“Heading back to Martinsville for the second time, I don’t feel like we were that bad the first race.  We had a tire failure that put us behind, so going back we feel that we have some new ideas that will make our cars a little faster.  We’re bringing a new chassis to the race track this weekend.  Hopefully, we can keep this roll going.  We’re all excited on this Miller Lite Dodge Charger team.  We’ve worked really hard all year to put ourselves in position these final few races to have a shot at the championship and it’s ‘go’ time to try and make it happen.” Paul Wolfe, crew chief, No. 2 Miller Lite Dodge Charger R/T


“This weekend’s race at Martinsville is one that I’ve been looking forward to for a while.  There is no part or piece of equipment that can substitute for just getting a bunch of laps under your belt there.  I’ve learned a lot in my three races, and I know Paul (Wolfe) has as well.  This is a race where I think we can really pick up some points on Carl (Edwards) and Matt (Kenseth).

” Martinsville will always be a track that is hard on brakes.  Yes, the braking systems have come a long way over the last 10 years or so.  But if you give us more brakes or better brakes, we are going to use more brakes to the point that we will damage the sidewall of the tire.  Overheating the brakes is something that is easy to do because you are going so hard every lap as passing is difficult at Martinsville.  Managing your brakes is part of being a successful short-track racer.” Brad Keselowski (No. 2 Miller Lite Dodge Charger

“Everyone on this team feels really good about going to Martinsville this weekend, especially since we were able to take part in the Goodyear tire test there last month. The good thing about Martinsville is that you don’t have to worry about aerodynamics. It’s the shortest track we visit and it’s all about mechanical grip. In the short time Brad has been at Martinsville, he has shown a great ability to get around the place. Hopefully we can get qualifying in – which is never a guarantee during this weekend – so that we can get a good starting spot. Then, if we can maintain forward bite off the corners, I believe we can gain more points on the Chase leaders to really make this thing interesting heading into the final three weeks.” Paul Wolfe, crew chief, No. 2 Miller Lite Dodge Charger R/T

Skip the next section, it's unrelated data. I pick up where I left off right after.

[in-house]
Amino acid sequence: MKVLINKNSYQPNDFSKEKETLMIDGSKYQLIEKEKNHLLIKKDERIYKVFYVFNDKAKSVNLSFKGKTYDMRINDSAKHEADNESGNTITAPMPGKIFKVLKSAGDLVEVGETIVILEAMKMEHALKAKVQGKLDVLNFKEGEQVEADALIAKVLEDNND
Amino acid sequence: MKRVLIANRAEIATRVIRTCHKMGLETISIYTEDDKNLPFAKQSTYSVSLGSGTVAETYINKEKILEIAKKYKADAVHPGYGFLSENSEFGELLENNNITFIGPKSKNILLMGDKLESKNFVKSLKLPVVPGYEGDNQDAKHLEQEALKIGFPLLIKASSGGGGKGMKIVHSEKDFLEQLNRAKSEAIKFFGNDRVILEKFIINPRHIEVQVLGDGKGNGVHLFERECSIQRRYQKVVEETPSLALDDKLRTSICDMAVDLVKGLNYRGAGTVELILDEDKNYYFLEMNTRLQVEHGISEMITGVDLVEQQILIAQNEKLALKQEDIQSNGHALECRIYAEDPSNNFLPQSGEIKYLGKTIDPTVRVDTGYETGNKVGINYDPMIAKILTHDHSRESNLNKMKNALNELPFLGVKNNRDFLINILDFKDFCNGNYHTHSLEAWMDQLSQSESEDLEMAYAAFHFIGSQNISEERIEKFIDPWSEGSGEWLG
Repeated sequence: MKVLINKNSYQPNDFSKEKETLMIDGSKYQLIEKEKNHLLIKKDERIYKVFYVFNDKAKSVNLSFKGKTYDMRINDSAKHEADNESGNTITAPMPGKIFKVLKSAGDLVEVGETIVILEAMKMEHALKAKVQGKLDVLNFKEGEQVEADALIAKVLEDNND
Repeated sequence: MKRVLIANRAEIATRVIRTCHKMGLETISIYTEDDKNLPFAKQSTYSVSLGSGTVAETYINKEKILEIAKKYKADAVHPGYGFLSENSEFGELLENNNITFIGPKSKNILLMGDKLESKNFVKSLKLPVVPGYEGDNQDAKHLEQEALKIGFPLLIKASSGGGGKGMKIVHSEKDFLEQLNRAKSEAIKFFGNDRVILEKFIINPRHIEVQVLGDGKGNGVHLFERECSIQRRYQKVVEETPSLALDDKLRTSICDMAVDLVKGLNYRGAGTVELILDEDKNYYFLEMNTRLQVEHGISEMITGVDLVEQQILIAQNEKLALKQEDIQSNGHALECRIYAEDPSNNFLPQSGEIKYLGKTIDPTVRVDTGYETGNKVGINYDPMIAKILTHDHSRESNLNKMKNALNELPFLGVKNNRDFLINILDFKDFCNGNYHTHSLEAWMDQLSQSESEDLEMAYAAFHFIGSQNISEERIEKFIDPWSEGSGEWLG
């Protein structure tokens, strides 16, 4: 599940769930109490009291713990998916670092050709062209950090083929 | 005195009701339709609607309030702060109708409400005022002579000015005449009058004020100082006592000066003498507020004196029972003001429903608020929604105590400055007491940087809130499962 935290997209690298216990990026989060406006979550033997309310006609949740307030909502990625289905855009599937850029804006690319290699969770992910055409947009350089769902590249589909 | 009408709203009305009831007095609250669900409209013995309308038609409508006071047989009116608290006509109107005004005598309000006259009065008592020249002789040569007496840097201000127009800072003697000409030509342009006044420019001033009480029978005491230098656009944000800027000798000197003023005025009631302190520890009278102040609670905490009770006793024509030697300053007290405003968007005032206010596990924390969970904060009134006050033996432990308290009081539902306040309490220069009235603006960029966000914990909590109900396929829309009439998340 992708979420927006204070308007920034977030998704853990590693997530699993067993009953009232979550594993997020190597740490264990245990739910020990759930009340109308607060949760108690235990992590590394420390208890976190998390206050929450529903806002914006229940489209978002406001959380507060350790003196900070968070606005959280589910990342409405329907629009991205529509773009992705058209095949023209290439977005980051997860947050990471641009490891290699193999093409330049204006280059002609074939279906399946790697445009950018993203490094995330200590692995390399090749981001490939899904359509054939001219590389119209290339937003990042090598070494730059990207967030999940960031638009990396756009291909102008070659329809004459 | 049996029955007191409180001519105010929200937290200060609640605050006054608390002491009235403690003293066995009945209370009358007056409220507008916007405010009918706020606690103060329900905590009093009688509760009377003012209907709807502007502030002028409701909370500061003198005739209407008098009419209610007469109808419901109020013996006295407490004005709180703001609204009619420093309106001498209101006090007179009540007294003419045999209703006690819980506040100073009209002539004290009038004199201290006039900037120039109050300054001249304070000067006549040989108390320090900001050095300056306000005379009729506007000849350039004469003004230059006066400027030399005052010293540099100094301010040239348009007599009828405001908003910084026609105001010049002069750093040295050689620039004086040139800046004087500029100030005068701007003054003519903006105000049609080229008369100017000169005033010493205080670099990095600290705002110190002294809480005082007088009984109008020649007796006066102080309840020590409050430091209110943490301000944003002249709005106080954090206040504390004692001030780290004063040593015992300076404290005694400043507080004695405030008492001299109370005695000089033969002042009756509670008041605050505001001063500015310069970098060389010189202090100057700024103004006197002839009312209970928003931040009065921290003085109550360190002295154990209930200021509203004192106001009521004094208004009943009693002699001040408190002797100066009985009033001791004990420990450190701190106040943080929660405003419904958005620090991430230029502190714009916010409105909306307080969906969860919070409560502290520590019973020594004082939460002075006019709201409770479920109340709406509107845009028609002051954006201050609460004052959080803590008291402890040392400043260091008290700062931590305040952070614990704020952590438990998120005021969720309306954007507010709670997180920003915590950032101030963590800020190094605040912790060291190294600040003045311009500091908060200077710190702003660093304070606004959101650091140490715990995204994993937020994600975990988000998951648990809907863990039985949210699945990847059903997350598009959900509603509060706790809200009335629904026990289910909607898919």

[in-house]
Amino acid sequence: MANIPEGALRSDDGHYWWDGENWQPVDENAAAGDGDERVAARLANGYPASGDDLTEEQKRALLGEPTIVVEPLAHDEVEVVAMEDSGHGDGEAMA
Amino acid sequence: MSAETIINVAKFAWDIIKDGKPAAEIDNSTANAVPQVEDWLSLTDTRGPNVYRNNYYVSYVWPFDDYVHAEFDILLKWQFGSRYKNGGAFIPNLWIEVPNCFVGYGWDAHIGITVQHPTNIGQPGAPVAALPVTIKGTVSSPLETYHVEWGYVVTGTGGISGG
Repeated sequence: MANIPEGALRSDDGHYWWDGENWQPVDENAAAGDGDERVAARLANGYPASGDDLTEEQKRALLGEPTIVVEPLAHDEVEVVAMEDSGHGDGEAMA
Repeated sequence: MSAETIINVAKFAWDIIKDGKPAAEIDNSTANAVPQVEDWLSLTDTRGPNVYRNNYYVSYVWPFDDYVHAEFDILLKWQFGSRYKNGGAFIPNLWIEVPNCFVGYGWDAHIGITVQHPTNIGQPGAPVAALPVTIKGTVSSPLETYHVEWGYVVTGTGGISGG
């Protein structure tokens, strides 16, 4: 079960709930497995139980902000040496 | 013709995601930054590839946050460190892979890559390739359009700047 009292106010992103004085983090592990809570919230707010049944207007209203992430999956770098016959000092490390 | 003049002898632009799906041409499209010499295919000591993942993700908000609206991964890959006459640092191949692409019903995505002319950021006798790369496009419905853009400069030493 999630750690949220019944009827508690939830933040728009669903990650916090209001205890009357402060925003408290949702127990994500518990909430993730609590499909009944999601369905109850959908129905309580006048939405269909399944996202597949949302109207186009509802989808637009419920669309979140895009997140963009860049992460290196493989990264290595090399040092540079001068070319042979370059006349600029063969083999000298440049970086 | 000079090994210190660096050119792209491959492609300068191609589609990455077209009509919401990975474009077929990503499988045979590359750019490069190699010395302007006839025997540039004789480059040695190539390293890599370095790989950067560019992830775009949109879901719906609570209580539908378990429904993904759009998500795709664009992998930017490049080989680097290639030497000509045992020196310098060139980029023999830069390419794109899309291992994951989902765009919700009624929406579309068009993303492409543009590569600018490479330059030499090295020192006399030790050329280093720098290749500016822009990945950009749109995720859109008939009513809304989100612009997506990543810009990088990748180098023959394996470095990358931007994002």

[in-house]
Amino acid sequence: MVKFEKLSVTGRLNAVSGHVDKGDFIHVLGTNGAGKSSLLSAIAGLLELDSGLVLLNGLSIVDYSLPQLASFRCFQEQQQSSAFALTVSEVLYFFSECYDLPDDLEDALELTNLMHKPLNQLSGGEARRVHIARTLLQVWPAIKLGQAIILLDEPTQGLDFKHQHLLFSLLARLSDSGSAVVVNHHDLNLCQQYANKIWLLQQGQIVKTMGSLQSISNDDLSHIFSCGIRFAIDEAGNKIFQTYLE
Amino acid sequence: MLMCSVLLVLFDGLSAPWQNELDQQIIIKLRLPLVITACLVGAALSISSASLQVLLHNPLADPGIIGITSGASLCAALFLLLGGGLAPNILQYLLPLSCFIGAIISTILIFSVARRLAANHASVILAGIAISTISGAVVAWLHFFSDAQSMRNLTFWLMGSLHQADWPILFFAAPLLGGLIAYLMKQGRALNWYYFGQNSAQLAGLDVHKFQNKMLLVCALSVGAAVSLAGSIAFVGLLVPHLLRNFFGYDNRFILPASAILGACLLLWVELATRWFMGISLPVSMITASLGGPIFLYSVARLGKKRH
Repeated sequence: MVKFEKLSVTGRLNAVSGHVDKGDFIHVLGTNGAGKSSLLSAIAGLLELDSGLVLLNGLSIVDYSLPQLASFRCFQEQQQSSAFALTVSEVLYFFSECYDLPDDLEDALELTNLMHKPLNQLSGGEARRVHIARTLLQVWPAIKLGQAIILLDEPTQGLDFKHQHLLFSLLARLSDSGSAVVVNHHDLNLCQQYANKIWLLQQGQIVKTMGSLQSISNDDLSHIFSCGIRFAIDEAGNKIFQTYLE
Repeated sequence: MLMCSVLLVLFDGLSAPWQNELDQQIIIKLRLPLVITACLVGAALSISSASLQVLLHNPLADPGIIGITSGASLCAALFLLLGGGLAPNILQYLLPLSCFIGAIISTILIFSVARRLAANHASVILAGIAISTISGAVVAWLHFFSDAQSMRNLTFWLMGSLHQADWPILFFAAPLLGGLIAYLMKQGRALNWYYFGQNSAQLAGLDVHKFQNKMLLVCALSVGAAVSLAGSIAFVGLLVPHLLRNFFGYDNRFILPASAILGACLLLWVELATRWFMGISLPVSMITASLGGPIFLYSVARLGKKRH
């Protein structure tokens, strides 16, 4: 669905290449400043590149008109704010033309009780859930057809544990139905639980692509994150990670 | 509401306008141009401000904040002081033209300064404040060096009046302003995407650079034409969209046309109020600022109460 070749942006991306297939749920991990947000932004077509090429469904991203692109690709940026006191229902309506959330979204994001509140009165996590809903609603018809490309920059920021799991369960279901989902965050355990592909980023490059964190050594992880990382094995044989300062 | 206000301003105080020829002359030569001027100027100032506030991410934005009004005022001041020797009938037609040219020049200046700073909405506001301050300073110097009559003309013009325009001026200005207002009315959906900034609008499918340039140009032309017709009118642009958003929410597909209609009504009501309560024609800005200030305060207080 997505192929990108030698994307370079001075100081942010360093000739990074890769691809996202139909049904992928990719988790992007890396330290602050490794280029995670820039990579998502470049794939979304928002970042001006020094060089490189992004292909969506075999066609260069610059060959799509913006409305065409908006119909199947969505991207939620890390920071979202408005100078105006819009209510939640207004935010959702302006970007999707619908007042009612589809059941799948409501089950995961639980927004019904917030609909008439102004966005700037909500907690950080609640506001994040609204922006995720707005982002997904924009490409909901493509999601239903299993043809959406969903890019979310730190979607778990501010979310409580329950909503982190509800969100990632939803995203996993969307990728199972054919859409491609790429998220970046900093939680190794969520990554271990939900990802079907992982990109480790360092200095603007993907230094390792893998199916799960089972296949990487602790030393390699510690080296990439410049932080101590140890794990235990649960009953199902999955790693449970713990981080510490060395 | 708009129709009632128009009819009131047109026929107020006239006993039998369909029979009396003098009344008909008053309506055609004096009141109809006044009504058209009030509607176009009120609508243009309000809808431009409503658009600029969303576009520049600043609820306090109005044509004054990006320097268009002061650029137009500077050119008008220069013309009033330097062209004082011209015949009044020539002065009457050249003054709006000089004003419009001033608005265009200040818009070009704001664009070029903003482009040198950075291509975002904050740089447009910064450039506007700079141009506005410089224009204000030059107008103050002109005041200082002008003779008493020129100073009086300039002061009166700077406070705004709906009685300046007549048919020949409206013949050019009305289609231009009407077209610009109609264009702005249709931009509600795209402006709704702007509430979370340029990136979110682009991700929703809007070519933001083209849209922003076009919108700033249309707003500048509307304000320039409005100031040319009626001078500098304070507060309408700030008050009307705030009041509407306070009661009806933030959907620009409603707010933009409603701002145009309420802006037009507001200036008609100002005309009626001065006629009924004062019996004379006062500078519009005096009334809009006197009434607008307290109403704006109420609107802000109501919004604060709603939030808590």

“We’ve run very well there through the years, but you wouldn’t know that by just looking at the statistics.  The biggest thing is that it’s been seldom that we’ve been able to put together a whole race at Martinsville.  We’d start out strong and not be able to get the good finishes we needed.  Many times we’ve been strong enough to win a 400-lap race there, but the problem is that Martinsville races are 500-lappers, not 400.

“We’re coming back into Martinsville with a lot of confidence and a really positive attitude about racing there this weekend.  I’ll be the first to admit that the Martinsville races have always been so challenging to me and that goes all the way back through my career.  But ever since Steve Addington came aboard as our crew chief, things have really begun to turn for the better.

“It’s just a tough parking-lot-style of racing.  You’re racing on a flat surface on the straightaways and all the way through the corners.  You just stay so hard on the brakes into the corners that you don’t know when you’re gonna slide over that edge of how you need to be running.  I seem to almost always heat up my front brakes too much there and they lose the grip we need towards the end of the race.  Most of the time, we still have plenty of rear brake left as the race concludes and that really tends to create a loose handling situation.  You’re all on top of one another for the whole race, with cars behind you and in front of you ramming and jamming and beating and banging.  It’s so tough on the drivers and the teams.  You can have one slow pit stop and find yourself falling from the top-five all the way back to 25th.  You get mired up in the traffic and it’s so difficult to pass.  You can do a complete tire run and maybe only make up half the positions that you lost earlier.  Everyone has to be on top of their game just about for the entire race in order to excel there.” Kurt Busch, No. 22 Shell/Pennzoil Dodge Charger R/T

“The biggest thing I’ve tried to stress to Kurt about racing at Martinsville is to keep his cool, stay focused and hang in there and keep plugging away.  “It’s a 500-lap race and you have to be running at the finish to have a shot at the win or a solid finish up front.  It’s a place that puts a premium on patience like no other track we race on.  The way our season has gone, you just never know.  One thing for sure is that there’s still a full month of racing left and we’ll be out there scratching and clawing for everything we can get.” Steve Addington, crew chief, No. 22 Shell/Pennzoil Dodge Charger R/T

The views and opinions expressed in this article are those of the author and do not necessarily reflect the official policy or position of